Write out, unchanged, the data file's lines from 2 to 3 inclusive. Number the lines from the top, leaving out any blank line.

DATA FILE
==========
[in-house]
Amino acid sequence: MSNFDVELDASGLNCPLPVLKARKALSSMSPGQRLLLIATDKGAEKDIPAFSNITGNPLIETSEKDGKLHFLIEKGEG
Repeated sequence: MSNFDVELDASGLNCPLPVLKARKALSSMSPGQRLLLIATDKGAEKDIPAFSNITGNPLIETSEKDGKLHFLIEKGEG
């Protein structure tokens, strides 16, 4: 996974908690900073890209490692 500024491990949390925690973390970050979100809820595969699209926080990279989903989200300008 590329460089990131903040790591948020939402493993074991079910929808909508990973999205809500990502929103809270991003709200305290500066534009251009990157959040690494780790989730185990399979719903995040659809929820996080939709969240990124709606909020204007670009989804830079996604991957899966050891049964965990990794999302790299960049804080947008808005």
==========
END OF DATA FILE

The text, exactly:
Amino acid sequence: MSNFDVELDASGLNCPLPVLKARKALSSMSPGQRLLLIATDKGAEKDIPAFSNITGNPLIETSEKDGKLHFLIEKGEG
Repeated sequence: MSNFDVELDASGLNCPLPVLKARKALSSMSPGQRLLLIATDKGAEKDIPAFSNITGNPLIETSEKDGKLHFLIEKGEG